Wicklow cooks urged not to be ‘a pain in the drain’ this Christmas
As we prepare for today’s Christmas Day feast, the people of Wicklow have been urged not to let their festive cooking become a pain in the drain.
Clean Coasts and Irish Water have launched their ‘Think Before You Pour’ Christmas campaign to raise awareness of the damage caused by pouring fats, oils and greases from the roast turkey Christmas dinner down the kitchen sink.
Irish Water has confirmed it has cleared more than 6,000 sewer blockages across the country so far this year.
Fats, oils and greases (FOGs) may seem like liquid when poured but once they reach the pipes they cool and can cause blockages in the sewer pipes (inset) in homes, businesses, the public sewer network, wastewater treatment plants and ultimately damage the environment.
When FOGs combine with wipes and other sanitary items that shouldn’t be flushed down the toilet, fatbergs can form.
Speaking to WicklowNow.ie, Pat Ó Súilleabháin of SeaLife Aquarium Bray said: “We support the Christmas campaign of Clean Coasts and Irish Water.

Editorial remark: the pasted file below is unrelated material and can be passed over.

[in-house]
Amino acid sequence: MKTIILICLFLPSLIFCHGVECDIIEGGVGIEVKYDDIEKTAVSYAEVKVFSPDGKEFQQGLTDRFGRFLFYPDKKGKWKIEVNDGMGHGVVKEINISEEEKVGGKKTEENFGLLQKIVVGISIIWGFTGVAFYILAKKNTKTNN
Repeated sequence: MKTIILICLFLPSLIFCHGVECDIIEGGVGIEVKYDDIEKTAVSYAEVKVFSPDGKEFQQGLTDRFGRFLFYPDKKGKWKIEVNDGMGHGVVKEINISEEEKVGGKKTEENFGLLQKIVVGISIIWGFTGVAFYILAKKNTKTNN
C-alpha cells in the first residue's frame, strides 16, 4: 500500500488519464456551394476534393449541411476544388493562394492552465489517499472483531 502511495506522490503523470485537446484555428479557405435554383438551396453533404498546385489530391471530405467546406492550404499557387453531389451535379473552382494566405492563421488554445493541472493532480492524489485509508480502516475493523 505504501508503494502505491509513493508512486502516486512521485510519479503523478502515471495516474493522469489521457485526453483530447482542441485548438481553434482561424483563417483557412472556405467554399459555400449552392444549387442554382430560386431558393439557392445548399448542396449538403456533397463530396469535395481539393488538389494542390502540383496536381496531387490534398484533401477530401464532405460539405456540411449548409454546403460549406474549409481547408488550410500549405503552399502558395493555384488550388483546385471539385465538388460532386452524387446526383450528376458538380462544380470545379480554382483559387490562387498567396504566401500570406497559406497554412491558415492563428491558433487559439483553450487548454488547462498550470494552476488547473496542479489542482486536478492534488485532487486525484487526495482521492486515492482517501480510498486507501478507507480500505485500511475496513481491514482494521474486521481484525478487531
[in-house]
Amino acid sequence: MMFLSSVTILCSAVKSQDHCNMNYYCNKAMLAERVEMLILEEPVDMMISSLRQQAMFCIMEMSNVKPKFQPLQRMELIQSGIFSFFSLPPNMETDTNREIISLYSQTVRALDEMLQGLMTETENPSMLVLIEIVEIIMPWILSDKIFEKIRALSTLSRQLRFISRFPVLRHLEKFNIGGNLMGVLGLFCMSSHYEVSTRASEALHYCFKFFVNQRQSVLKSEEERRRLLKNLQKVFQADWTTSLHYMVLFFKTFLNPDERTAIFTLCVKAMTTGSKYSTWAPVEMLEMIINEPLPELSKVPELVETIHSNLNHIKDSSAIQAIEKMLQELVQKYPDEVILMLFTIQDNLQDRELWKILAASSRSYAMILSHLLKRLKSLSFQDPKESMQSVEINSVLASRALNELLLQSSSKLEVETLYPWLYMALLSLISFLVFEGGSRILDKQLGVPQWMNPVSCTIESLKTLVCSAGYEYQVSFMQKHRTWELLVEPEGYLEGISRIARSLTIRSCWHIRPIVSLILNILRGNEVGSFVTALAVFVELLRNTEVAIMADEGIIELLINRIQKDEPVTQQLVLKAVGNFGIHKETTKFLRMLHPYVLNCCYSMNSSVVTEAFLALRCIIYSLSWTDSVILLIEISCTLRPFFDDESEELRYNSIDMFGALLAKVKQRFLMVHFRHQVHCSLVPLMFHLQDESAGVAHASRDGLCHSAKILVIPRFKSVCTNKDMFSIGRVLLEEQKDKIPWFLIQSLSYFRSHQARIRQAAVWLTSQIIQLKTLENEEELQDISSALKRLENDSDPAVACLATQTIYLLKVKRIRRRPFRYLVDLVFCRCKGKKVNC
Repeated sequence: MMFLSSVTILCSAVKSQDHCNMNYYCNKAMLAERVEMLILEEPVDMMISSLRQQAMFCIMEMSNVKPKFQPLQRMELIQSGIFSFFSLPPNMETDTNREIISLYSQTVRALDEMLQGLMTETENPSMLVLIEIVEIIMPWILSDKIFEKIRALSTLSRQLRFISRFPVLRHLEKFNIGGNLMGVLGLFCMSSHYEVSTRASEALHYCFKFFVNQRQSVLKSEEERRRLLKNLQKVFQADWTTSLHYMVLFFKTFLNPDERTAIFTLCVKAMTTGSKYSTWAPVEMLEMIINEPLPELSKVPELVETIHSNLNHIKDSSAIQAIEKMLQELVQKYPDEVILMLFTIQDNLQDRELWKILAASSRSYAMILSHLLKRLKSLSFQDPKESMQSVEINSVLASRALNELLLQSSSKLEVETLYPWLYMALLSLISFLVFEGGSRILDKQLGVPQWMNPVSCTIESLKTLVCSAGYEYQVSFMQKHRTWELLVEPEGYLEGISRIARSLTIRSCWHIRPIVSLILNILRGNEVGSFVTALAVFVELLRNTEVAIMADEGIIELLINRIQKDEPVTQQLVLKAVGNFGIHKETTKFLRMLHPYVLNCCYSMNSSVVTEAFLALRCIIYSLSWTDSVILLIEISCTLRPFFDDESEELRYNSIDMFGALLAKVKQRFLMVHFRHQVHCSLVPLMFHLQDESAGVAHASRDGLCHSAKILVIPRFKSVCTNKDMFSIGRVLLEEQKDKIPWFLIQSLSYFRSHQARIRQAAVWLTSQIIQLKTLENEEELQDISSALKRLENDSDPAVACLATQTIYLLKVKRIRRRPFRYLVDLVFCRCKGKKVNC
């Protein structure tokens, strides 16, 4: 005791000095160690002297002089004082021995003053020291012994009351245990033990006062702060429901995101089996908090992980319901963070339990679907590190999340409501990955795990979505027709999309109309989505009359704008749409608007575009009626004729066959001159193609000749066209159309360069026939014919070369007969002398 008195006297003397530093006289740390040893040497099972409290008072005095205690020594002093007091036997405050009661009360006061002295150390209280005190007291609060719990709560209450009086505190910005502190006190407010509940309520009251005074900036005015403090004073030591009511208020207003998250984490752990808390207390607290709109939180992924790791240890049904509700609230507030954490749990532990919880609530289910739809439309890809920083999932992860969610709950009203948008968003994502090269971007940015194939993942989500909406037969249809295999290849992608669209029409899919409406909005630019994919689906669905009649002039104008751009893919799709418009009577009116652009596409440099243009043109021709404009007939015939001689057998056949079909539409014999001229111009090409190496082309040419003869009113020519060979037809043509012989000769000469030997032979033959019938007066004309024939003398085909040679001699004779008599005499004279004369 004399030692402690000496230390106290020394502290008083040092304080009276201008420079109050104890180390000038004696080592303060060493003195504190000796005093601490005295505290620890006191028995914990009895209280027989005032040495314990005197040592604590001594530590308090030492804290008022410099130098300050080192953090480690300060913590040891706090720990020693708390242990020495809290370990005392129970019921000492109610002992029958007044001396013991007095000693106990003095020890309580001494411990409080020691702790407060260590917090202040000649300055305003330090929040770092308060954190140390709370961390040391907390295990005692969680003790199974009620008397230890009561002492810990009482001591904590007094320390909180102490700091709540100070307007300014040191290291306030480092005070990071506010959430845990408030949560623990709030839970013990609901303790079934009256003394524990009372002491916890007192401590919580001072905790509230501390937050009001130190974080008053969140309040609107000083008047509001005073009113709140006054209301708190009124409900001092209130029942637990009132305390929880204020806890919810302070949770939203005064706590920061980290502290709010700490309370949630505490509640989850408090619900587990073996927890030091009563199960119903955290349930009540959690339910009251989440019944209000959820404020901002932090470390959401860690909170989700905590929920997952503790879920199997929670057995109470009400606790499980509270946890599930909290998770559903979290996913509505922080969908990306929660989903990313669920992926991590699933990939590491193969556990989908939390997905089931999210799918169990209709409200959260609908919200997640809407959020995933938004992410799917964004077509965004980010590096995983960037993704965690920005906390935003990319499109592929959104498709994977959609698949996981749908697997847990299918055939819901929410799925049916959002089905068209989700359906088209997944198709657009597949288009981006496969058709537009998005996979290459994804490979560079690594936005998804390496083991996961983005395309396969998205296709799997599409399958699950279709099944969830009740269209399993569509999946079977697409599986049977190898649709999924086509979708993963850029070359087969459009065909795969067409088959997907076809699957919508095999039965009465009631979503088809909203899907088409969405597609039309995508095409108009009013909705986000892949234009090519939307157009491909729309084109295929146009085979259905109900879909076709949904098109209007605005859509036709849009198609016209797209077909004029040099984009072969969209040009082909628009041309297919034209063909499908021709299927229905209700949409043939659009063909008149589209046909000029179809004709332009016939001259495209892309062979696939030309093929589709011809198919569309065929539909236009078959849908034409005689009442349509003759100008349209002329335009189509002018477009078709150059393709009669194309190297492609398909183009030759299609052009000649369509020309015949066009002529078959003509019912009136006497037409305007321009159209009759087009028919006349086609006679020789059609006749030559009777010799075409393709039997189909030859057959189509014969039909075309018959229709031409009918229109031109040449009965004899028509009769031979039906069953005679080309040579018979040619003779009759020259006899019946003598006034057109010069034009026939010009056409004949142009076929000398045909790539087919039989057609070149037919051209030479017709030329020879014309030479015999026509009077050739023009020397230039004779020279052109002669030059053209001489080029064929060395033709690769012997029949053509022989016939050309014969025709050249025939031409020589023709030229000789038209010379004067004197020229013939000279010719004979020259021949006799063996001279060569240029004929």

“Life in our seas and oceans is already under constant attack from plastic pollution, agricultural run-offs and illegal dumping at sea not to mention the effects of climate change!
“So we would urge the people of Wicklow to share the Christmas spirit with their marine neighbours. A healthy marine environment is dependent on effective and efficient water treatment plants.
“This means that we need to avoid putting anything in our waste water system that treatment plants will struggle with: and fats, oils and grease are the enemy of clean seas and oceans.
“Local recycling centres can take used cooking oils; and grease and fat that is allowed to cool down can be disposed of as part of general refuse.”
There have been more than 8,000 sewer blockages in the public sewer network so far this year caused by FOGs being poured down the sink and wipes and other inappropriate items being flushed down the toilet.
Speaking about the campaign, Donal Heaney of Irish Water, said: “We have cleared almost 8,000 reported sewer blockages already this year caused by FOGs being poured down the kitchen sink combined with inappropriate items such as baby wipes being flushed down the toilet.
“Thousands of other blockages were removed in the course of planned works on the network. This demonstrates the size and scale of the challenge we face to keep the sewer network blockage free.
“Our message is simple. This Christmas we want to remind the public not to use their kitchen sink as a bin. ‘Think before you pour’ and use a GunkPot or a similar container to collect FOGs and help to prevent pipe blockages and protect the marine environment.”